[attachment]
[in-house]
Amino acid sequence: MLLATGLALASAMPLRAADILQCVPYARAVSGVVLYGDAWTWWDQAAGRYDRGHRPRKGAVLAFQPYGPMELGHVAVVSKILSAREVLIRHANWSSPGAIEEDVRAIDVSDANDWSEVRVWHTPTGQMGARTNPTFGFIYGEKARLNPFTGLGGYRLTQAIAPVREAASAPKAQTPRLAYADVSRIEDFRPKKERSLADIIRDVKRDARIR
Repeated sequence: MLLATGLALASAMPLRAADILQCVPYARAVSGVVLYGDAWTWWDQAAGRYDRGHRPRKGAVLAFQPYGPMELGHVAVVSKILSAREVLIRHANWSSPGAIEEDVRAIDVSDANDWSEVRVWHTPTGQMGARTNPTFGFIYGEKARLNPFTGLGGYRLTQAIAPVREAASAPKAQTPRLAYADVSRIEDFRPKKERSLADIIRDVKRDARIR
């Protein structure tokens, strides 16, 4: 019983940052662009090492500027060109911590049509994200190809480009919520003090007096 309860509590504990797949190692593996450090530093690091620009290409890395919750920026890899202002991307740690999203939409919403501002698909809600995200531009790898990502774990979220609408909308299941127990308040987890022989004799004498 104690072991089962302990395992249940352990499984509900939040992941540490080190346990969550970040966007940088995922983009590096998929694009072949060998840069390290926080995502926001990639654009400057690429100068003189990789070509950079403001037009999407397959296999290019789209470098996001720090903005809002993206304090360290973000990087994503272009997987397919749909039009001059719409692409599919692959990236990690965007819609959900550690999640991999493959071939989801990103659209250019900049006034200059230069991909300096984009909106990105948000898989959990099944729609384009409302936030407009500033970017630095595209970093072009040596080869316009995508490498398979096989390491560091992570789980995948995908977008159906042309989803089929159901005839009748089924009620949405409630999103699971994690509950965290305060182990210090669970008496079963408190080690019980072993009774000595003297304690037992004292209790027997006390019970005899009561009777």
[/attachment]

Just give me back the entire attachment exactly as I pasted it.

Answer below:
[in-house]
Amino acid sequence: MLLATGLALASAMPLRAADILQCVPYARAVSGVVLYGDAWTWWDQAAGRYDRGHRPRKGAVLAFQPYGPMELGHVAVVSKILSAREVLIRHANWSSPGAIEEDVRAIDVSDANDWSEVRVWHTPTGQMGARTNPTFGFIYGEKARLNPFTGLGGYRLTQAIAPVREAASAPKAQTPRLAYADVSRIEDFRPKKERSLADIIRDVKRDARIR
Repeated sequence: MLLATGLALASAMPLRAADILQCVPYARAVSGVVLYGDAWTWWDQAAGRYDRGHRPRKGAVLAFQPYGPMELGHVAVVSKILSAREVLIRHANWSSPGAIEEDVRAIDVSDANDWSEVRVWHTPTGQMGARTNPTFGFIYGEKARLNPFTGLGGYRLTQAIAPVREAASAPKAQTPRLAYADVSRIEDFRPKKERSLADIIRDVKRDARIR
């Protein structure tokens, strides 16, 4: 019983940052662009090492500027060109911590049509994200190809480009919520003090007096 309860509590504990797949190692593996450090530093690091620009290409890395919750920026890899202002991307740690999203939409919403501002698909809600995200531009790898990502774990979220609408909308299941127990308040987890022989004799004498 104690072991089962302990395992249940352990499984509900939040992941540490080190346990969550970040966007940088995922983009590096998929694009072949060998840069390290926080995502926001990639654009400057690429100068003189990789070509950079403001037009999407397959296999290019789209470098996001720090903005809002993206304090360290973000990087994503272009997987397919749909039009001059719409692409599919692959990236990690965007819609959900550690999640991999493959071939989801990103659209250019900049006034200059230069991909300096984009909106990105948000898989959990099944729609384009409302936030407009500033970017630095595209970093072009040596080869316009995508490498398979096989390491560091992570789980995948995908977008159906042309989803089929159901005839009748089924009620949405409630999103699971994690509950965290305060182990210090669970008496079963408190080690019980072993009774000595003297304690037992004292209790027997006390019970005899009561009777």